Obituary of Murray Wittner MD, PHD
Murray Wittner, MD, PhD was born April 23, 1927 in New York City and died March 18, 2021. Interested in science from an early age, “Wit” as he was known at Far Rockaway High School, was a member of the Biology and Chemistry Clubs as well as various service organizations. After graduation, Murray attended University of Illinois, Urban-Champaign where he received both his Bachelor of Liberal Arts and Master of Science (zoology) degrees. Murray enlisted in the Air Force during the Korean War, serving from 1951 to 1953, advancing to the rank of First Lieutenant. Stationed in Tokyo, Murray served as consultant parasitologist to the Air Force Surgeon of the Far East Air Force. After the war, he returned to Harvard University, settling in Watertown, Massachusetts, with his bride and completing his doctorate in 1955. Following the advice of his lifelong best friend, the late Arthur Gillman, he attended Yale University School of Medicine (class of ’61). Murray and his wife of nearly 66 years, Phyllis Gillman Wittner, moved from West Haven, CT, to Mamaroneck, NY, in 1962, and then moved to their present home in Larchmont, NY, in 1964. Murray’s career as a pathologist and specialist in parasitology spanned more than fifty years at the Albert Einstein College of Medicine in the Bronx, NY. At AECOM, Murray ran a research laboratory where he mentored dozens of young doctors and scientists, taught parasitology at the medical school, and regularly saw patients at the hospital and later at his travel medicine clinic. He was Professor Emeritus at the Albert Einstein College of Medicine.
Murray met Phyllis when they were children. She is his best friend Arthur’s younger sister. It was only after Murray returned from the Air Force, however, that he “noticed” her. The two would go for long drives so Murray could practice driving to get his driver’s license. It was perhaps at this time that Murray also began his lifetime romance with cars, especially sports cars, a passion he held throughout his life. Murray and Phyllis shared a subtle, yet enduring bond. They encouraged each other to explore their own interests, opportunities, and life paths.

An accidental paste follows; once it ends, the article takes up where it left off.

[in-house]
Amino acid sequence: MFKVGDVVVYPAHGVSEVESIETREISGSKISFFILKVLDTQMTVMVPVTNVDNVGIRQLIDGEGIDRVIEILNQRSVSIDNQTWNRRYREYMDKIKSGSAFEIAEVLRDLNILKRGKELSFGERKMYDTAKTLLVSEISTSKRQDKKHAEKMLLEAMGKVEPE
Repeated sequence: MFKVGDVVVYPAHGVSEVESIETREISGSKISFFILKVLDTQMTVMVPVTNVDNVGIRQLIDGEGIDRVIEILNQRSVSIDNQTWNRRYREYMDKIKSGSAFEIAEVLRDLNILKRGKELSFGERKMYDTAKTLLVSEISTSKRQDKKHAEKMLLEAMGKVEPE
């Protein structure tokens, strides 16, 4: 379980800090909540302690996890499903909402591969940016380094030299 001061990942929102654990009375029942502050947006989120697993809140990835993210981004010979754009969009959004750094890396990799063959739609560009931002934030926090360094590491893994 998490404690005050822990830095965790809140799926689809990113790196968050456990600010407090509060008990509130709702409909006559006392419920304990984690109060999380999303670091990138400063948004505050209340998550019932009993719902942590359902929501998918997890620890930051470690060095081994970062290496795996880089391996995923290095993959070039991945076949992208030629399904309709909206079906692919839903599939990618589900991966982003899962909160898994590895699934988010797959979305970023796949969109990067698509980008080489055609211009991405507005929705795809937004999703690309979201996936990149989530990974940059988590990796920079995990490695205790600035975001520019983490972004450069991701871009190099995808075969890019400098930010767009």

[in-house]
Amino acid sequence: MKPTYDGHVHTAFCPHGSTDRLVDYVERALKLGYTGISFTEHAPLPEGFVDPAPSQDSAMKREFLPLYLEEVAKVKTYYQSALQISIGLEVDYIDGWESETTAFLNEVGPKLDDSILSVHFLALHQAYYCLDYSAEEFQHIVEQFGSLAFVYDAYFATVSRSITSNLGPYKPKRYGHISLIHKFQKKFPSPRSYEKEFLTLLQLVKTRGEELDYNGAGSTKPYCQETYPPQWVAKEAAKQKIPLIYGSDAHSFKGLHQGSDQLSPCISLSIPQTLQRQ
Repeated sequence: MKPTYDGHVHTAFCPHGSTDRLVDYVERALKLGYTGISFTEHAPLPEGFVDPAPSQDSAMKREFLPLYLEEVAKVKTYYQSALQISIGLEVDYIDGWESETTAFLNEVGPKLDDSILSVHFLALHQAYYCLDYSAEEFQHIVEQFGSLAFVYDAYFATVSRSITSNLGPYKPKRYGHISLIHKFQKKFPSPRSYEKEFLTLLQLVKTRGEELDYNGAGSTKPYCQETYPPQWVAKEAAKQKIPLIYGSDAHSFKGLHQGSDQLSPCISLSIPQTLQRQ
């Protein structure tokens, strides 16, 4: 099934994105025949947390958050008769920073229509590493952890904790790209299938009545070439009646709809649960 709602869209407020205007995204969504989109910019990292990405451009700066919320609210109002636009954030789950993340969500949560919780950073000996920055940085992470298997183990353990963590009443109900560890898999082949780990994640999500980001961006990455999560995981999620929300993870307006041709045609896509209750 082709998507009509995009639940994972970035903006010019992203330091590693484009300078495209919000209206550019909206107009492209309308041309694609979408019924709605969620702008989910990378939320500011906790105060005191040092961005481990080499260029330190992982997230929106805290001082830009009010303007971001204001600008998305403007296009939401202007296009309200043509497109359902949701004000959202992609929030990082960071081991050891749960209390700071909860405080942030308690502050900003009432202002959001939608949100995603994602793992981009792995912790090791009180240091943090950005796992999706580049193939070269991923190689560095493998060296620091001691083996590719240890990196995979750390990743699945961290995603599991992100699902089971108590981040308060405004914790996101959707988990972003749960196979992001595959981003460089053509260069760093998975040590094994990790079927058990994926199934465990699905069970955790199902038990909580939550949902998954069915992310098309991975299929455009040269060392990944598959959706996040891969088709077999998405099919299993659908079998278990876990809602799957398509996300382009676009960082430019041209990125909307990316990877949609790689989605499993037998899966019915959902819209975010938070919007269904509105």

Murray was an audiophile and avid photographer. He had a passion for classical music, hi fidelity stereo equipment, symphony orchestra and the opera. He and Phyllis regularly attended the New York Philharmonic-Symphony Orchestra, the Metropolitan Opera, and the New York City Ballet. Murray and his close friend, the late Nicholas Delagi, spent many evenings listening to, critiquing, and enjoying music played (loudly) on the latest stereo equipment. A shutterbug, Murray was a regular at the Bronx Zoo and New York Botanical Garden, where he and a small group of devotees—"the camera club”—would gather Saturday mornings. For much of his life, it seemed that Murray was always ready with a camera. He was probably best known as a nature photographer, especially animals and landscapes, but also excelled in closeup work of flowers and insects. Murray was equally comfortable on both sides of the film—he would descend into his color darkroom for hours on end developing and printing his pictures. He and Phyllis worked together mounting and framing Murray’s work, many of which adorn their home.
Murray worked hard, played not quite as hard, and loved his family—especially his grandchildren. As a father he was never quick to criticize nor flatter but was always supportive and encouraged his children to do their best regardless of what they did. His praise meant something. He believed that life teaches us all valuable lessons, but was also protective of his family and friends.
In addition to his wife Phyllis, Murray is survived by his daughter and son-in-law Lisa Wittner and Jack Schwartz of Greenwich, CT; son and daughter-in-law David and Hsin Hsin Wittner of Frankfort, NY., and; two grandsons Michael Wittner, College Park, MD, and Hunter Wittner, Frankfort, NY; and niece and nephew Sarah Gillman of Mamaroneck, NY, and Theodore Gillman of Westport, CT.